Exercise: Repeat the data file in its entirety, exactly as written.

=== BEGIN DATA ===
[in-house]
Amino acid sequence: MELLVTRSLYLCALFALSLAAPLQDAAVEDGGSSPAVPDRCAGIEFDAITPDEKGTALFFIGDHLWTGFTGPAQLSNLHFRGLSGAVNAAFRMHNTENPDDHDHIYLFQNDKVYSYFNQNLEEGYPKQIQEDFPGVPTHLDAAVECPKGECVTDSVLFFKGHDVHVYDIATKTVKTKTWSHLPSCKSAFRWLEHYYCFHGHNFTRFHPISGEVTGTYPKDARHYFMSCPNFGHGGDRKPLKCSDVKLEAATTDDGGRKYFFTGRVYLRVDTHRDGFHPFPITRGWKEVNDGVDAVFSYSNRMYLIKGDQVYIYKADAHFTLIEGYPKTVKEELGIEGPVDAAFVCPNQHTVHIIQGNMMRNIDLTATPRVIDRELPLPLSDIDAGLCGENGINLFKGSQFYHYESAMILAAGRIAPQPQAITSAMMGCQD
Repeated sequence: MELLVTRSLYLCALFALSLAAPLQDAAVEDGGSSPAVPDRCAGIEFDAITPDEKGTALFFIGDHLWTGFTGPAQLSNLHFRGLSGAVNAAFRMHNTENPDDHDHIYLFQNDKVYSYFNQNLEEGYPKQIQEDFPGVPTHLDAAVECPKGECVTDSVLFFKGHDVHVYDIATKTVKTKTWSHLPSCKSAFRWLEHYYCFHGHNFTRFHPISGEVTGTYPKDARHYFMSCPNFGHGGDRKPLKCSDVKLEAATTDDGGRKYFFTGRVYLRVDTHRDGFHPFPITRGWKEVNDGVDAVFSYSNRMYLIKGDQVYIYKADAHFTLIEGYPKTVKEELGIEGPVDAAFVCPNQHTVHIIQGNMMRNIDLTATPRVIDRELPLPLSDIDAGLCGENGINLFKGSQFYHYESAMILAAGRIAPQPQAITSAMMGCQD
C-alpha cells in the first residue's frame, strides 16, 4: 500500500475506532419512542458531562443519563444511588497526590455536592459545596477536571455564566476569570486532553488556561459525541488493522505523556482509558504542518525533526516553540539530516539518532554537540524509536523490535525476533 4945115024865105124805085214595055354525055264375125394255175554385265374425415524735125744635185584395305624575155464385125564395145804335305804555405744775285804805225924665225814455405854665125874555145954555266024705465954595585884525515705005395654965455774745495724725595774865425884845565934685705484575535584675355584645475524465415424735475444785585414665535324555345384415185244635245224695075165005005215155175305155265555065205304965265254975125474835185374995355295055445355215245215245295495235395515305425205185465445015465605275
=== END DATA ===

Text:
[in-house]
Amino acid sequence: MELLVTRSLYLCALFALSLAAPLQDAAVEDGGSSPAVPDRCAGIEFDAITPDEKGTALFFIGDHLWTGFTGPAQLSNLHFRGLSGAVNAAFRMHNTENPDDHDHIYLFQNDKVYSYFNQNLEEGYPKQIQEDFPGVPTHLDAAVECPKGECVTDSVLFFKGHDVHVYDIATKTVKTKTWSHLPSCKSAFRWLEHYYCFHGHNFTRFHPISGEVTGTYPKDARHYFMSCPNFGHGGDRKPLKCSDVKLEAATTDDGGRKYFFTGRVYLRVDTHRDGFHPFPITRGWKEVNDGVDAVFSYSNRMYLIKGDQVYIYKADAHFTLIEGYPKTVKEELGIEGPVDAAFVCPNQHTVHIIQGNMMRNIDLTATPRVIDRELPLPLSDIDAGLCGENGINLFKGSQFYHYESAMILAAGRIAPQPQAITSAMMGCQD
Repeated sequence: MELLVTRSLYLCALFALSLAAPLQDAAVEDGGSSPAVPDRCAGIEFDAITPDEKGTALFFIGDHLWTGFTGPAQLSNLHFRGLSGAVNAAFRMHNTENPDDHDHIYLFQNDKVYSYFNQNLEEGYPKQIQEDFPGVPTHLDAAVECPKGECVTDSVLFFKGHDVHVYDIATKTVKTKTWSHLPSCKSAFRWLEHYYCFHGHNFTRFHPISGEVTGTYPKDARHYFMSCPNFGHGGDRKPLKCSDVKLEAATTDDGGRKYFFTGRVYLRVDTHRDGFHPFPITRGWKEVNDGVDAVFSYSNRMYLIKGDQVYIYKADAHFTLIEGYPKTVKEELGIEGPVDAAFVCPNQHTVHIIQGNMMRNIDLTATPRVIDRELPLPLSDIDAGLCGENGINLFKGSQFYHYESAMILAAGRIAPQPQAITSAMMGCQD
C-alpha cells in the first residue's frame, strides 16, 4: 500500500475506532419512542458531562443519563444511588497526590455536592459545596477536571455564566476569570486532553488556561459525541488493522505523556482509558504542518525533526516553540539530516539518532554537540524509536523490535525476533 4945115024865105124805085214595055354525055264375125394255175554385265374425415524735125744635185584395305624575155464385125564395145804335305804555405744775285804805225924665225814455405854665125874555145954555266024705465954595585884525515705005395654965455774745495724725595774865425884845565934685705484575535584675355584645475524465415424735475444785585414665535324555345384415185244635245224695075165005005215155175305155265555065205304965265254975125474835185374995355295055445355215245215245295495235395515305425205185465445015465605275